Employees forced to work at home. Restaurants and stores by the hundreds closed. Classrooms emptied of the familiar sights and sounds of children learning. The coronavirus pandemic has offered the world unprecedented challenges to daily living — and given Catholics an opportunity like none before to lean on God through His Word. That’s exactly what the Diocese of Phoenix’s first Biblical Studies Conference provided.
Held March 13-14 at Corpus Christi Parish in Ahwatukee, days before state and regional restrictions were put in place, the gathering planned months ago was billed as a chance to go deeper into Scripture under the leadership of seasoned academics who would discuss truths at the heart of Scripture.
The timing was uncanny.
“These are anxious times for a lot of people, but our faith gives us a perspective that [provides] us a peace and a calm. If we lack that, [circumstances] become much more magnified in terms of fear and anxiety,” said Dr. Timothy Gray, president and associate professor of Sacred Scripture at The Augustine Institute, a graduate school about 12 miles outside downtown Denver.
“I think our objective was successful, which was really to immerse people in the riches of Scripture. We really wanted to go deep into the Word of God,” said Fr. John Parks, vicar for evangelization for the Diocese of Phoenix.
Six discussions over two days led attendees through a series of topics such as overcoming temptations and challenges, grace and how most people misunderstand God. Other presenters included Dr. John Bergsma, a theology professor at Franciscan University in Steubenville, Ohio, and Dr. Michael Barber, a theology and Scripture associate professor at the Augustine Institute. Salvation, faith and trust in God remained consistent concepts throughout the discussions.
“Trust is at the heart of faith,” Gray told attendees during the final segment titled, “Can You Trust God?”
In an allusion to St. James’ teaching that faith without works is dead (Jas 2:17), Gray used the illustrations of the two Apostles most prominent in the early Church, Ss. Peter and Paul .
“What Paul suffered,” beatings, imprisonment, “to proclaim the Gospel shows his testimony was authentic. The same for Peter. And, they both died for their testimony. God needed authentic witnesses to convert the world,” Gray said. “If the faith is not viral and spreading, it is because our witness is not authentic. We’re not paying the price holiness requires.”
Mary Jo Kruse, a Corpus Christi parishioner who attended with her husband, Rick, said Gray’s point was a key one. “We can know a lot, but living it is what makes our faith and witness authentic. There is a lot of opportunity to do that now. Prayer is so important, too.”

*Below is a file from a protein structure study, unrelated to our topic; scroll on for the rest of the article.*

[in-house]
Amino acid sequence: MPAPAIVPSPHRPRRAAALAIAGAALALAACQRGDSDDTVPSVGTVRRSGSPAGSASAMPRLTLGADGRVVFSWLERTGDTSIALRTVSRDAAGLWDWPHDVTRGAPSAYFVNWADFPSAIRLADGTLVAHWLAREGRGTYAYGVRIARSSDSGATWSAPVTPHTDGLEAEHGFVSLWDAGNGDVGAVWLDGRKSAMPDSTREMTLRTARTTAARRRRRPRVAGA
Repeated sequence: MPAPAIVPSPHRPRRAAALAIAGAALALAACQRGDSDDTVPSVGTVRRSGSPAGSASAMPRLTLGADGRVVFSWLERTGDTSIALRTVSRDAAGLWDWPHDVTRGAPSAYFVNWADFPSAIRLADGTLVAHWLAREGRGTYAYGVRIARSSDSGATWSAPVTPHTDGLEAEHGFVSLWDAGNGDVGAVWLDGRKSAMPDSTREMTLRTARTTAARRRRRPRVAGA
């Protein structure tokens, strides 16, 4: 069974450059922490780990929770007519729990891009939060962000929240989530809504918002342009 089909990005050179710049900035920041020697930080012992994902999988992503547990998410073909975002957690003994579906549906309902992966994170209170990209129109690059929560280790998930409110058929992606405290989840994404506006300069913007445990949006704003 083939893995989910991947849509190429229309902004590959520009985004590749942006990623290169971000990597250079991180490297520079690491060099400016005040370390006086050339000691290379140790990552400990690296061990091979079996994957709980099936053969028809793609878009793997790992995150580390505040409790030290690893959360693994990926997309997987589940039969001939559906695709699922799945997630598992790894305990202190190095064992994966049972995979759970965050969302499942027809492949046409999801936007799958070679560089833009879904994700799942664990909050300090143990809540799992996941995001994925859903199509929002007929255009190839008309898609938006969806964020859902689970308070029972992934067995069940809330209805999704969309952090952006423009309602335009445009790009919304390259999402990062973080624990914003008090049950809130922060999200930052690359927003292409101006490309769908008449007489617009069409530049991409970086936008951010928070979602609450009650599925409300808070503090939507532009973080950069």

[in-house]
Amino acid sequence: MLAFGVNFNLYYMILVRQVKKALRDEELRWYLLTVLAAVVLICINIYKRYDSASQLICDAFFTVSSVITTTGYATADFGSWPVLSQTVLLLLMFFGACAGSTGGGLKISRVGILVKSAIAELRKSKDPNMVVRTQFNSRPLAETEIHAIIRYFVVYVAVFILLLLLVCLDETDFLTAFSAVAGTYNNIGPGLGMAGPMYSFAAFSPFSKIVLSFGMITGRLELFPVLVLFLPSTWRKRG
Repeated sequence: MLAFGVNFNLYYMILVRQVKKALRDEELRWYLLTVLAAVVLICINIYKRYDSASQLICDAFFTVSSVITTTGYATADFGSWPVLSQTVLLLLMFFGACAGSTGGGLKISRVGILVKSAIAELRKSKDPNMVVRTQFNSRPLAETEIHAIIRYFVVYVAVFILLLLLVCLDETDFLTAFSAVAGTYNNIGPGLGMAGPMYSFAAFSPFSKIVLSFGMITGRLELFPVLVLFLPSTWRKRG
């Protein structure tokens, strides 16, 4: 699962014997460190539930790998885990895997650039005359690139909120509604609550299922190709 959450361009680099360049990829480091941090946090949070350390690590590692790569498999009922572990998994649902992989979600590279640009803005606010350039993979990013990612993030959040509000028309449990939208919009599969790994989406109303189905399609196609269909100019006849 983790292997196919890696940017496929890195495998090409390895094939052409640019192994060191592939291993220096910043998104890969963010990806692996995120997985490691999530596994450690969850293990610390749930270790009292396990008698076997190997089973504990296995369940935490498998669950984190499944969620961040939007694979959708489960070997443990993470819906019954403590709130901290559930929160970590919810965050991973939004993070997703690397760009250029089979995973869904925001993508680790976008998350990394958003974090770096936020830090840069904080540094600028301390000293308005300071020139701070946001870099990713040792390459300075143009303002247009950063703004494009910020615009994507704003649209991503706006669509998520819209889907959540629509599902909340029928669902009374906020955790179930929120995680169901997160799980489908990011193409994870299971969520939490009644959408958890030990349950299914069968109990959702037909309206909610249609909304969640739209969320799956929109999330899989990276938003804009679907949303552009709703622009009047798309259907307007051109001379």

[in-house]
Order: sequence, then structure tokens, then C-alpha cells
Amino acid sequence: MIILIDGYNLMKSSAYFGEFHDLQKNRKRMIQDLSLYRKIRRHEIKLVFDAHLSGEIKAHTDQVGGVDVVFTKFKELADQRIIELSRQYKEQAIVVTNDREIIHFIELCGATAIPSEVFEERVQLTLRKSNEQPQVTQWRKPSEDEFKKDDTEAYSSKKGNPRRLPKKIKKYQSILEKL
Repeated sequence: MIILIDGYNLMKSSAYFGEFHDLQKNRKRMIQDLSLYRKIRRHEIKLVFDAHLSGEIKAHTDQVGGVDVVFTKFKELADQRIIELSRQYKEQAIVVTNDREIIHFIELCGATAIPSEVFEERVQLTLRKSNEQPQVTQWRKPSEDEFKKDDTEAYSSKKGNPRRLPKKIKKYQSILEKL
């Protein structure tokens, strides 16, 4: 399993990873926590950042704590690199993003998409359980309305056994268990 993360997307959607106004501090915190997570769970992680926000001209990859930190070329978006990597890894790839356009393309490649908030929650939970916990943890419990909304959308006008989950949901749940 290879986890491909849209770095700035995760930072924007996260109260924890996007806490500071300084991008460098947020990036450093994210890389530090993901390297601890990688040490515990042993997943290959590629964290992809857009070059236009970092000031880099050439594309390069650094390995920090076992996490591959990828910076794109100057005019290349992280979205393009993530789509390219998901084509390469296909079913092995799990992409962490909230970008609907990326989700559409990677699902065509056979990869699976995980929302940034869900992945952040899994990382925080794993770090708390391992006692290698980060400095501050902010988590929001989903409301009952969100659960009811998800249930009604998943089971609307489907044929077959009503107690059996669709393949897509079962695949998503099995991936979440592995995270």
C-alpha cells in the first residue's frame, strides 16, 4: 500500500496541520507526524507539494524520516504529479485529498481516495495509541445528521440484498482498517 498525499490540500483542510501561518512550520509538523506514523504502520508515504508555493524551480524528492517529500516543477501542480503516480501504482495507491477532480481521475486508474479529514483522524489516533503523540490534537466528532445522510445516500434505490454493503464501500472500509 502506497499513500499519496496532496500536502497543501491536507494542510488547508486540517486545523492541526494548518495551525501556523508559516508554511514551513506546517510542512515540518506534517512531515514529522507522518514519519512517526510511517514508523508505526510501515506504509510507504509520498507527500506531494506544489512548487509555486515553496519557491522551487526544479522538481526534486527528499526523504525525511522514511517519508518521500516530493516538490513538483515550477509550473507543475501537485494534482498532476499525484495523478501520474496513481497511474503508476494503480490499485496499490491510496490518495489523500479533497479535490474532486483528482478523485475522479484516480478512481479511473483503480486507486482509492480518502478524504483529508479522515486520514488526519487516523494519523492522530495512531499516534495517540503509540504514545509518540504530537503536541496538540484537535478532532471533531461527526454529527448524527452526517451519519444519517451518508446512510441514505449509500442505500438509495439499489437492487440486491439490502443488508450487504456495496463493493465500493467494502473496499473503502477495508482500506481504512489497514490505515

Another of Gray’s examples, the contrast between Saul and David, the first and second kings of Israel, made an impression on Jack Henz, parishioner and catechist from St. Rose Philippine Duchesne in Anthem.
“Saul was into himself; he had no faith and trust in God; he was a political thinker. He ended up losing his kingdom and some of the tribes of Israel,” Henz said. “David, who committed terrible sins, had true faith and trust in God; that He would forgive him.”
The conference went beyond teaching.
In its final segment, participants asked the academics about a subject of their choice. In response to a question about the role the Dead Sea scrolls played in understanding the Letters of St. Paul, Bergsma said the scrolls use certain patterns of speech that show up later in Paul’s writings.
“Works of the law was one of the expressions he (St. Paul) used to refer to what was years later described as the Mosaic law in the Old Testament.” The concept was used by Bergsma to distinguish between salvation by works versus salvation by faith.
Barber addressed the meaning behind the phrase “full of grace” used to describe Mary. The words used in the Gospel of Luke by St. Gabriel the Archangel, who, in announcing to her that she would give birth to the Savior, indicated “she was always full of grace.” Barber noted that early scholars analyzed the language, using the Greek translation, to conclude the writer meant Mary was, in effect, the new Eve — a woman preserved from Original Sin.
These and other concepts explored by the trio of academics gave conference participants a clearer understanding of the Bible and essential means of deepening one’s faith, Fr. Parks said.
Later, at the conference’s closing Mass, Corpus Christi pastor, Fr. Chad King, used another New Testament example to urge the congregation to a deeper and more substantive walk with God. Describing the woman at the well (Jn 4:4-26), Fr. King said Jesus knew she needed more than a drink of water. Giving her Himself would open a life of faith in the Son of God.
“How about you? Is your faith welling up to eternal life?” Fr. King asked. “Is your love for God welling up to eternal life? Or perhaps your faith is stuck … in the earthly things you are wanting. Are you able to go deeper to what God wants for you? Are you willing to go deeper, to where He wants you to go?”
A sure pathway, according to Fr. Parks, in a time of uncertainty.
“There is a spirit of fear,” due to the coronavirus, he said. Diving into the theme that faith is often the combatant to fear, “often God says, ‘Do not be afraid’ in Scripture — I think it’s a great time to hear that message.”